Northern rivers and lakes abound with valuable fish such as muksun, Arctic cisco, nelma, lake whitefish and broad whitefish. Dried and smoked fish is a staple of the local diet.
One of the most recognisable Arctic delicacies, stroganina is usually made from frozen raw muksun or cisco, but other types of locally harvested freshwater fish can also be used. The recipe is very straightforward: just remove the frozen skin and slice the fish with a sharp knife. The fish slices are then dipped into a mixture of salt and pepper and eaten straight away. With each bite, they just melt in your mouth!
Apart from its tender, wholesome flesh, which is rich in protein and nutrients, muksun is valued for its roe, which is eaten as caviar. The eggs are much smaller and have a more rubbery texture than salmon roe. Muksun caviar offers a strong taste with a piquant bitter note; the vibrant orange colour of the roe is an excellent mood-booster on grey winter days, when the sun only bothers to come above the horizon for a couple of hours (if at all).
Sugudai is another highly popular northern specialty made from raw fish. The only difference from stroganina is that sugudai uses fresh rather than frozen fish, which is finely sliced, mixed with onion and left to marinade for 10-15 minutes. Sugudai is often served with vegetable oil, soy sauce, vinegar or lemon juice, or simply with salt and pepper.
Yukola is a recipe for dried meat and fish, traditional to the peoples of the Russian North. Although originally invented as a method for preserving fish, this technique also worked well for reindeer meat. Prior to drying, the venison or fish is seasoned with salt or lightly smoked above the stove. The highly nutritious yukola comes with a whole list of advantages: it keeps for a long time, but it also comes ready to eat and doesn’t make you thirsty. Most importantly, yukola is so delicious that it has become by far the most popular souvenir brought back from Taimyr to mainland Russia.
A vital natural resource for many indigenous peoples, reindeer have been crucial to the survival of the human race in the severe Arctic conditions.
Reindeer provide many products for human use - even the antlers, hooves and bones are utilized. In the past, reindeer bones were made into spear heads, fishing hooks and knives; modern craftspeople use bone to create beautiful works of art. Hollow bones are crushed to obtain bone marrow, which is eaten raw.
Every year reindeer grow a new set of antlers. The growing antlers are filled with blood and covered with a layer of skin and soft hair called velvet. Velvet antlers can be cut off, finely sliced and eaten. The chewy antler slices have a salty taste, are extremely rich in nutrients and minerals and have provided an irreplaceable source of calcium for people in the North. Velvet antlers are also used as an ingredient in some medicines.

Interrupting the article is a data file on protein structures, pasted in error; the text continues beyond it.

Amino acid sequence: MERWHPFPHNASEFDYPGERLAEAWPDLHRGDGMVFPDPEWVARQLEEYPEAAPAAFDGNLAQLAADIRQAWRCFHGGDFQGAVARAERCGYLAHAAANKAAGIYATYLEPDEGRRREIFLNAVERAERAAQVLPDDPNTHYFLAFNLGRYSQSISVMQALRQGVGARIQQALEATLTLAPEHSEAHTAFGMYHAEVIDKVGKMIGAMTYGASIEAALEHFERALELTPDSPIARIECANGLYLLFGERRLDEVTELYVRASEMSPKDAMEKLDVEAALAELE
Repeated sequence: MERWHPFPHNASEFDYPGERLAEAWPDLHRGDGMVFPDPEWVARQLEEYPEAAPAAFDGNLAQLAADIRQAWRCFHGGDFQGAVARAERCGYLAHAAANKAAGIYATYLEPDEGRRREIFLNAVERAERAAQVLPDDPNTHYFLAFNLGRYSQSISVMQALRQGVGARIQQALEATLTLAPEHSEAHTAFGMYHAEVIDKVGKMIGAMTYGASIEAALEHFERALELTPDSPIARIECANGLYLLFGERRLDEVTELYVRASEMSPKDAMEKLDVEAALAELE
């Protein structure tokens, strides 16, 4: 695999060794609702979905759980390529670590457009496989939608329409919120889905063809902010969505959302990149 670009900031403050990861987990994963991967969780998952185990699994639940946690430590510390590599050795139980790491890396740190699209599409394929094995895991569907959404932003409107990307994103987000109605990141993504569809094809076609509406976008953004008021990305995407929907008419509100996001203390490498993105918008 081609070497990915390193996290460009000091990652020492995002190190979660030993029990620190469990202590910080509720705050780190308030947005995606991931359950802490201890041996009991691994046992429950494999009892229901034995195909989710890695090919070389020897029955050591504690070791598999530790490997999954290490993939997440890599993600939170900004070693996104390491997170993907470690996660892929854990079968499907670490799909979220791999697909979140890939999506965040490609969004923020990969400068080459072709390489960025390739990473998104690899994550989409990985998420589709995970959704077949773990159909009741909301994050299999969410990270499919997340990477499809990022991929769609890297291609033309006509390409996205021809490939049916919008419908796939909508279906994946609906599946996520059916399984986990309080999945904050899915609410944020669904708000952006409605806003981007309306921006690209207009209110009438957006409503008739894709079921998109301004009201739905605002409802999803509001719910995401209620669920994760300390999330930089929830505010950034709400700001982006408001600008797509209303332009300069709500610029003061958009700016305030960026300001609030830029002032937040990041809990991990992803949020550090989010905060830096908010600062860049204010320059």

It's impossible to think of Arctic cuisine without reindeer meat, yukola. With its delicately sweet taste, yukola can be a meal in itself, or it can be used in salads or soups.
Reindeer meat is also excellent when eaten fresh. Delicately spicy venison makes tender, juicy steaks and kebabs which always leave you wanting more!
Brief Arctic summers yield rich harvests of berries and mushrooms, which are preserved to be enjoyed over the long polar winter. Unsurprisingly, the most common method of preservation is freezing.
In August, the tundra is covered with a colourful carpet of berries.
Willow grouse is highly prized for its delicious flesh with a pure and piquant, slightly gamey taste. Willow grouse meat can be stewed, boiled, fried or roasted.
Wild mushrooms in the North are so abundant that the local residents pick and cook only the best, like the Penny Bun: they can afford to leave the rest on the ground!
The remote Taimyr Peninsula in Arctic Siberia is blanketed by snow for most of the year and is battered by bitter polar winds. Family get-togethers, friendly gatherings and hearty meals with local delicacies are an important strategy for combatting the physical and mental strain caused by the inhospitable natural environment.
No matter how desolate the countryside may seem, Taimyr’s regional cuisine can boast a rich variety of both meat and fish dishes as well as wild mushrooms and berries that is unknown to mainland Russians. Lenta.ru visited the Great Argish Festival to find out more about the high-end culinary opportunities and surprise gourmets of the Russian Arctic.